Choosing a better answer to our partner’s sadness
As I have learned, avoiding your partner’s sadness is an unhealthy response. But so does involving yourself too much in their struggle.
Some people, like me, go to the opposite extreme, taking on the role of “therapist” and trying to solve their partner’s problems.
But just like creating emotional distance, trying to “fix” your partner will only cause feelings of frustration and resentment, bringing you further apart rather than closer.
The key is to find a middle point.
Support your partner in times of need, but don’t try to heal his grief.
Our role as a partner is to be there and provide support, not to treat their depression. Just as we would not be skilled enough to fix their broken leg, we are also not qualified to treat their mental illness.
I would also like to note that you cannot force someone to see a professional such as a therapist. But you can encourage them, and you have the right to share why you think it might help.
Take care of your mental health
Empathetic or not, no one can live with a depressed person without feeling like it’s affecting them on some level.
So if your partner is experiencing difficulties, it is essential to take care of yourself.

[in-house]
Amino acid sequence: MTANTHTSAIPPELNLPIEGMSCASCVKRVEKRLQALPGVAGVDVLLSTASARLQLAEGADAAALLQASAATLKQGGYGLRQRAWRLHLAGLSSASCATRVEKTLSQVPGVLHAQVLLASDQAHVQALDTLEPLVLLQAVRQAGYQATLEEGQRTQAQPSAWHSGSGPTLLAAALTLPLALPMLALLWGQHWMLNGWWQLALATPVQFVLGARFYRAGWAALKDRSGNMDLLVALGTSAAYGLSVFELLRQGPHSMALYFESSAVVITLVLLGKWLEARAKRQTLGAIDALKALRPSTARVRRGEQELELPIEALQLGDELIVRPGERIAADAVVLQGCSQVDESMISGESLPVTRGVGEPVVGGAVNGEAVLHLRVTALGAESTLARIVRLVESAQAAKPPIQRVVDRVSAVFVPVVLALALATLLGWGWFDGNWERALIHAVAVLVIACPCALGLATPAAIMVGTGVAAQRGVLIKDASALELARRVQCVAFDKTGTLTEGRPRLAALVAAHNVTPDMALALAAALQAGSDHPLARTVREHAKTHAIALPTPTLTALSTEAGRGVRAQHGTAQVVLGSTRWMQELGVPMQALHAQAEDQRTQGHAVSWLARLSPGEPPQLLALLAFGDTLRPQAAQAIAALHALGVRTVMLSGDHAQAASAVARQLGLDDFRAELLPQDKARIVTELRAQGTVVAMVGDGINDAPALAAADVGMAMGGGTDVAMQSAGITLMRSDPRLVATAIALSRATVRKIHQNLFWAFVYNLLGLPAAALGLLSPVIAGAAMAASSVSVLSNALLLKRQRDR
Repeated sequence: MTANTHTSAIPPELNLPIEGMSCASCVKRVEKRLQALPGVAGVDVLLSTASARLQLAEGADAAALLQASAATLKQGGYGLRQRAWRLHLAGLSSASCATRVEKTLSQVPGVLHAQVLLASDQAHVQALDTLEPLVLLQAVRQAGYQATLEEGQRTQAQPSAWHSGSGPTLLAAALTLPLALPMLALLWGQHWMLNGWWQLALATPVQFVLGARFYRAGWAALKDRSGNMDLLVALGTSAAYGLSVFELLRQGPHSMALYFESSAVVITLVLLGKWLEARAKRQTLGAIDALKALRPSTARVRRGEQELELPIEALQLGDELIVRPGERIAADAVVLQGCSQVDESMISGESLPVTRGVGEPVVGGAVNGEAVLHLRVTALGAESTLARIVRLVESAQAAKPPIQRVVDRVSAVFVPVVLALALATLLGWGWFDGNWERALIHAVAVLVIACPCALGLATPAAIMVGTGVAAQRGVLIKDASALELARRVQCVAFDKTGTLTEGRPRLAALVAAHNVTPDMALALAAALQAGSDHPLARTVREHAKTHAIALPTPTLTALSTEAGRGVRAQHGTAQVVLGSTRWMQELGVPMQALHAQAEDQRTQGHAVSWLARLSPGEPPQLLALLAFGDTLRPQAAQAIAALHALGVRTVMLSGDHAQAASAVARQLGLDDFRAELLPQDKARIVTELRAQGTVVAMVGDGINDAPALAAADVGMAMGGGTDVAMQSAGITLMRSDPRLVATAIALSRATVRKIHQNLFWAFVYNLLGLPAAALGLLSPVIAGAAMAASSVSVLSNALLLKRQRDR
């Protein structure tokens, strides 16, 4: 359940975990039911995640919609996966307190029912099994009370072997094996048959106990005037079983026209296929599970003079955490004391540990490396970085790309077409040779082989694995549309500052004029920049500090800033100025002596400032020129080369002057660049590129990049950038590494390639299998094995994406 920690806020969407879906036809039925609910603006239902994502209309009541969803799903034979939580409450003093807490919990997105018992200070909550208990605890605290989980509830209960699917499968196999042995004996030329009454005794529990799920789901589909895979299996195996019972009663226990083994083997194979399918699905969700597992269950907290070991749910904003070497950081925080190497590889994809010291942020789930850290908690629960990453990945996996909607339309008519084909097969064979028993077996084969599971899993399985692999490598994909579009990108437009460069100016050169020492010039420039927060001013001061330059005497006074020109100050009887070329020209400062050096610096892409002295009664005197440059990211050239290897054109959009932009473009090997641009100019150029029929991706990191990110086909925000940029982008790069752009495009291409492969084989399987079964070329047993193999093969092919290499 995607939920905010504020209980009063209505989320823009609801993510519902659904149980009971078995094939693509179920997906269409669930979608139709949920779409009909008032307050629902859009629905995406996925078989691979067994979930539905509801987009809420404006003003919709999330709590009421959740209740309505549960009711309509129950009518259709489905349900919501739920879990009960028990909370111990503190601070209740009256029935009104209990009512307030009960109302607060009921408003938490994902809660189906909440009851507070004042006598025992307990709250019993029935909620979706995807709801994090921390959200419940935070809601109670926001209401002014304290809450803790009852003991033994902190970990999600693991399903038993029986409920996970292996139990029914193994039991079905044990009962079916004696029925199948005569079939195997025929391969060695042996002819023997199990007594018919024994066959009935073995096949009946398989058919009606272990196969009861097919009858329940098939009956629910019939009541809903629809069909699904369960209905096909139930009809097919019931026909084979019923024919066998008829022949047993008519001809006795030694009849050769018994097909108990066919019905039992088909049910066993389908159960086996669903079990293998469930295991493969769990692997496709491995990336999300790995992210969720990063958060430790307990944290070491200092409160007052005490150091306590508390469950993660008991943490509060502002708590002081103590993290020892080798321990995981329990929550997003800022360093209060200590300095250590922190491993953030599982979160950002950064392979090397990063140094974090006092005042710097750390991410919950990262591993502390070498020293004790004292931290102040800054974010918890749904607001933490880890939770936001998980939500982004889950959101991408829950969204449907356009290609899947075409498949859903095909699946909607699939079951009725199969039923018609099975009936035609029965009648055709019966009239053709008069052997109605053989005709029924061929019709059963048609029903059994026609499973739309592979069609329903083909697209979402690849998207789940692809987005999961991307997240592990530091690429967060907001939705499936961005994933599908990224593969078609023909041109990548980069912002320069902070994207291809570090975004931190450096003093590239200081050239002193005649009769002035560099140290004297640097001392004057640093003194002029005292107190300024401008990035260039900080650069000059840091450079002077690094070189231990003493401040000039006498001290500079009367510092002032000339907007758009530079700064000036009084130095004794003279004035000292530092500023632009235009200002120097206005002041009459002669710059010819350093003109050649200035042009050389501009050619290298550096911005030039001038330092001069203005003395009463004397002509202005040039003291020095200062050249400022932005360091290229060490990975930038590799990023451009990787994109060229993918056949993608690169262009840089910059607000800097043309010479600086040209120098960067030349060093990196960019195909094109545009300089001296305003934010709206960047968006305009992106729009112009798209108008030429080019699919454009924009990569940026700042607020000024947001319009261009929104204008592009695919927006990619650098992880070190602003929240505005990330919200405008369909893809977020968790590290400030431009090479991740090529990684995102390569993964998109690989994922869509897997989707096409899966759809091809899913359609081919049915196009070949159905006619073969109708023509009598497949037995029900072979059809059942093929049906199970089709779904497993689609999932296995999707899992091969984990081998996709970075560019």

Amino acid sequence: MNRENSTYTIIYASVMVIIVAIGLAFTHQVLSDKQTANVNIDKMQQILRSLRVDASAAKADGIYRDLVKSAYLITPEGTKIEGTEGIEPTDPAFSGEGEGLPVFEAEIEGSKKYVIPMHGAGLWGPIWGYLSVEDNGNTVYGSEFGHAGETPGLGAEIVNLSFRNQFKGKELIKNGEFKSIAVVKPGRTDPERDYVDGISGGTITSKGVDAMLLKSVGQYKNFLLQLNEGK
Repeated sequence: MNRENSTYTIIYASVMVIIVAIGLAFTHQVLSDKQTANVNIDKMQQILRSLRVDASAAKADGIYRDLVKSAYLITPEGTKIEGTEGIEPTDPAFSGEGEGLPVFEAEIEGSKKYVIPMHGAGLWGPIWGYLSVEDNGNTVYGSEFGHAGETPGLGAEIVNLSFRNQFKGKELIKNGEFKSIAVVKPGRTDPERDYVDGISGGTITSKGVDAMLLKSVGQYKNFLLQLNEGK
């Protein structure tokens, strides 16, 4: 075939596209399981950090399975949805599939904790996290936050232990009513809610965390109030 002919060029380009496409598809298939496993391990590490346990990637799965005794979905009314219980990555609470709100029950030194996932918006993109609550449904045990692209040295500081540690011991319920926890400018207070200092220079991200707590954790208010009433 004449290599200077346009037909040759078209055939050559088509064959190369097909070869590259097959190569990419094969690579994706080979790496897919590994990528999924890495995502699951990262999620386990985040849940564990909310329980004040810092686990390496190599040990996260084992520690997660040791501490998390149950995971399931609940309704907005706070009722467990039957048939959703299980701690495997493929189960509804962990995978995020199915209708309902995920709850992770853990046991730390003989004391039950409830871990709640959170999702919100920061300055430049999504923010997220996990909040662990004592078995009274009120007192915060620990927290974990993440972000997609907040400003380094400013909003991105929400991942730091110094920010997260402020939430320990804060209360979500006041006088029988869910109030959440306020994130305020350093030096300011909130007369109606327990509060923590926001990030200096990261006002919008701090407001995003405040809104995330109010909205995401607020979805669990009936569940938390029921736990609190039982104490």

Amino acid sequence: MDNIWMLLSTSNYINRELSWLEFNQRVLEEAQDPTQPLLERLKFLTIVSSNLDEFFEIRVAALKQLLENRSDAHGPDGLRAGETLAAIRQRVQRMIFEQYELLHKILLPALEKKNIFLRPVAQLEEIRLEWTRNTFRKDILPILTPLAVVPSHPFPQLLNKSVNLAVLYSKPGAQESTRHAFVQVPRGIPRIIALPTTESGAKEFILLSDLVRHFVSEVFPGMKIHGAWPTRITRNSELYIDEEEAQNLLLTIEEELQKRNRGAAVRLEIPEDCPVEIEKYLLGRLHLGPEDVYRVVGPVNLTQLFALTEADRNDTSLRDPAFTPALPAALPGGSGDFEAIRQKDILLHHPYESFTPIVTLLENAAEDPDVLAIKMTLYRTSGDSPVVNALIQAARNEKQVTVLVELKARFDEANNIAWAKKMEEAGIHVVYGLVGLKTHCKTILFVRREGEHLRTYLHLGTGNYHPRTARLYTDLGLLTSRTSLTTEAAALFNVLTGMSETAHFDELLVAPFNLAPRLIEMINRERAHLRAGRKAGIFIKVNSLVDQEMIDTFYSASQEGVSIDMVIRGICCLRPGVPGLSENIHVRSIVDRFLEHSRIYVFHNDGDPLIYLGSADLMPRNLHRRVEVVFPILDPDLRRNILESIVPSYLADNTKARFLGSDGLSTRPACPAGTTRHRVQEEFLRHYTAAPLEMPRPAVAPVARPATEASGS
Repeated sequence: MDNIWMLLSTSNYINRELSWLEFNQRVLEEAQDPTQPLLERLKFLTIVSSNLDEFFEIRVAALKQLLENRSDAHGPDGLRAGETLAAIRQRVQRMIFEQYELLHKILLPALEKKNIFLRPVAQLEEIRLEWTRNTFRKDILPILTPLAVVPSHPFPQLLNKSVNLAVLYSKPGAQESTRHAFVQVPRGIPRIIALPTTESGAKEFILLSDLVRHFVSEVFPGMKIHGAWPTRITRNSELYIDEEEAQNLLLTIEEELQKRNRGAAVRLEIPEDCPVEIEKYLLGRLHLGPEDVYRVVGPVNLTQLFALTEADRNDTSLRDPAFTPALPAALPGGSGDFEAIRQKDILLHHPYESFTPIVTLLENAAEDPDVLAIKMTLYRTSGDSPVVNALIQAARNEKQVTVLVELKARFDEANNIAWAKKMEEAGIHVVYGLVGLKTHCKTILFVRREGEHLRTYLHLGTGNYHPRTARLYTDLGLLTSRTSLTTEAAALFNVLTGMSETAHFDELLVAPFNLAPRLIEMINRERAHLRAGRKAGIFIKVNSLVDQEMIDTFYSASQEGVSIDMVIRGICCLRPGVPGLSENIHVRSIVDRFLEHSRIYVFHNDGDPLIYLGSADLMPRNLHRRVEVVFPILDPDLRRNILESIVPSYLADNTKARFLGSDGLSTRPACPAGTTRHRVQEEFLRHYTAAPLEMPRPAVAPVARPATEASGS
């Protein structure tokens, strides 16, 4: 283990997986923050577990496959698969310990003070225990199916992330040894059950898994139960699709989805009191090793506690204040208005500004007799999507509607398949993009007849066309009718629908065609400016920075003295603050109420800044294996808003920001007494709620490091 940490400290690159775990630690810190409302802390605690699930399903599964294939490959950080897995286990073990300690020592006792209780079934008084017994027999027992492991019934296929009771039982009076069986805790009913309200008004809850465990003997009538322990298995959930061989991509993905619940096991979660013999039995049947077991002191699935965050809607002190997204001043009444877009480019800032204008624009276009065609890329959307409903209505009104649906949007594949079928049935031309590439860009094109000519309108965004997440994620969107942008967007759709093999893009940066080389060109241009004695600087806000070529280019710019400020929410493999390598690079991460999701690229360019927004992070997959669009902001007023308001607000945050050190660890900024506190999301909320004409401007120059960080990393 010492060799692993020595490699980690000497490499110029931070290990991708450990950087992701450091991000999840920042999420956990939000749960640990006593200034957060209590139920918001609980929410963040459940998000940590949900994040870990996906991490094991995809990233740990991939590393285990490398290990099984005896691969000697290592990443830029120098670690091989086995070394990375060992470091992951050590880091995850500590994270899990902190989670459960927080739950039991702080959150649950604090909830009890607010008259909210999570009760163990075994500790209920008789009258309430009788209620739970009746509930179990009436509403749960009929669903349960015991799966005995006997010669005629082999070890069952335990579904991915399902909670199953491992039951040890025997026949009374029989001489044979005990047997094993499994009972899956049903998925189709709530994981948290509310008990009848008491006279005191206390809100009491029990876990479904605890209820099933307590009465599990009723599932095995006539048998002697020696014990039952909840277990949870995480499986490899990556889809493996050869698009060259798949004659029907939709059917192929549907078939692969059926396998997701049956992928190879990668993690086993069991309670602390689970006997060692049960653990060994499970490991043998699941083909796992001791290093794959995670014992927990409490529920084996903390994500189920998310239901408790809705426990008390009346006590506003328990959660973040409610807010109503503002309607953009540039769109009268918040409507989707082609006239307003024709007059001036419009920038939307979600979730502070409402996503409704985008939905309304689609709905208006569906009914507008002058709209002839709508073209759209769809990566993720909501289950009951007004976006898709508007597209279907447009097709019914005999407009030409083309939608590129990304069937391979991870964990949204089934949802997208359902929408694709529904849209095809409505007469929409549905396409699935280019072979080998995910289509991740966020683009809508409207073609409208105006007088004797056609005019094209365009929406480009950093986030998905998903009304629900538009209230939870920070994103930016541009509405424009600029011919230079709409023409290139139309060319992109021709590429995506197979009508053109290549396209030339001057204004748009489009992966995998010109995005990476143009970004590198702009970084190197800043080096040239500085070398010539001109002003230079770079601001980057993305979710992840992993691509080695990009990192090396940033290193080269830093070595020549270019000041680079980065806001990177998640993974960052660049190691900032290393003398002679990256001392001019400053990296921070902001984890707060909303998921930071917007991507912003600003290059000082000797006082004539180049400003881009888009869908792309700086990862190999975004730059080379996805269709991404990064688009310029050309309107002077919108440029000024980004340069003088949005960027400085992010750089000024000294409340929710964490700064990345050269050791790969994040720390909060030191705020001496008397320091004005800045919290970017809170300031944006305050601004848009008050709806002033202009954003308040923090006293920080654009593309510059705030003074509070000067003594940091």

I took this to extremes, which only made things worse and almost ended the relationship.
So again it’s about finding the balance between supporting your partner and managing your self-care.
Yew you have trouble putting yourself firstyou may find the analogy of “filling your own cup first” useful.
If we fill our cup first, we are well rested and in a good mental space, and thus better able to support others.
But if we try to help others without first filling our cups, we will be exhausted, depleted, and good for no one.
Even though it’s horrible to see a loved one suffer, remember that you are NOT responsible for their depression. So don’t burn yourself out trying to “fix” him or her.
Also, don’t see this challenge as a way to settle scores like I did; it can be detrimental to your relationship!
Of course, it’s not your fault that your partner is having a hard time, but your role is to provide support and an open heart.
So take time for yourself and protect your mental health, but let your partner know that you are there for him or her when he or she wants to talk.
If you approach your partner’s grief this way, it will strengthen your bond and create an opportunity for both of you to grow.
Share this content: